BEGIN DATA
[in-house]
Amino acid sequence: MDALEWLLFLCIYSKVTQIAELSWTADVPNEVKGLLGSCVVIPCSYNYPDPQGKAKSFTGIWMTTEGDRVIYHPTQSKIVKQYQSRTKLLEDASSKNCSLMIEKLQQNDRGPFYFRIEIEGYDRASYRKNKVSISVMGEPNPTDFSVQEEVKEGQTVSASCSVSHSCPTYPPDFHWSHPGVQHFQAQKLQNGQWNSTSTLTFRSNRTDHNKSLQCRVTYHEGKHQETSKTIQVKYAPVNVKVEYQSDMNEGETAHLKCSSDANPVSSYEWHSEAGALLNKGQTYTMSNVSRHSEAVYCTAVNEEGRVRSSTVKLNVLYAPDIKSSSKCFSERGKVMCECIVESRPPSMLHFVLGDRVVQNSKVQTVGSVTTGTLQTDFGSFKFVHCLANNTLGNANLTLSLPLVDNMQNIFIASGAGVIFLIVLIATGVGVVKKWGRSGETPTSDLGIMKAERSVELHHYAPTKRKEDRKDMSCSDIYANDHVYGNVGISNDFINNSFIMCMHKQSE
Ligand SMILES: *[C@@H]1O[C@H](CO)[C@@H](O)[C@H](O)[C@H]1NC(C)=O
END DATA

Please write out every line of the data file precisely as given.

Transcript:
[in-house]
Amino acid sequence: MDALEWLLFLCIYSKVTQIAELSWTADVPNEVKGLLGSCVVIPCSYNYPDPQGKAKSFTGIWMTTEGDRVIYHPTQSKIVKQYQSRTKLLEDASSKNCSLMIEKLQQNDRGPFYFRIEIEGYDRASYRKNKVSISVMGEPNPTDFSVQEEVKEGQTVSASCSVSHSCPTYPPDFHWSHPGVQHFQAQKLQNGQWNSTSTLTFRSNRTDHNKSLQCRVTYHEGKHQETSKTIQVKYAPVNVKVEYQSDMNEGETAHLKCSSDANPVSSYEWHSEAGALLNKGQTYTMSNVSRHSEAVYCTAVNEEGRVRSSTVKLNVLYAPDIKSSSKCFSERGKVMCECIVESRPPSMLHFVLGDRVVQNSKVQTVGSVTTGTLQTDFGSFKFVHCLANNTLGNANLTLSLPLVDNMQNIFIASGAGVIFLIVLIATGVGVVKKWGRSGETPTSDLGIMKAERSVELHHYAPTKRKEDRKDMSCSDIYANDHVYGNVGISNDFINNSFIMCMHKQSE
Ligand SMILES: *[C@@H]1O[C@H](CO)[C@@H](O)[C@H](O)[C@H]1NC(C)=O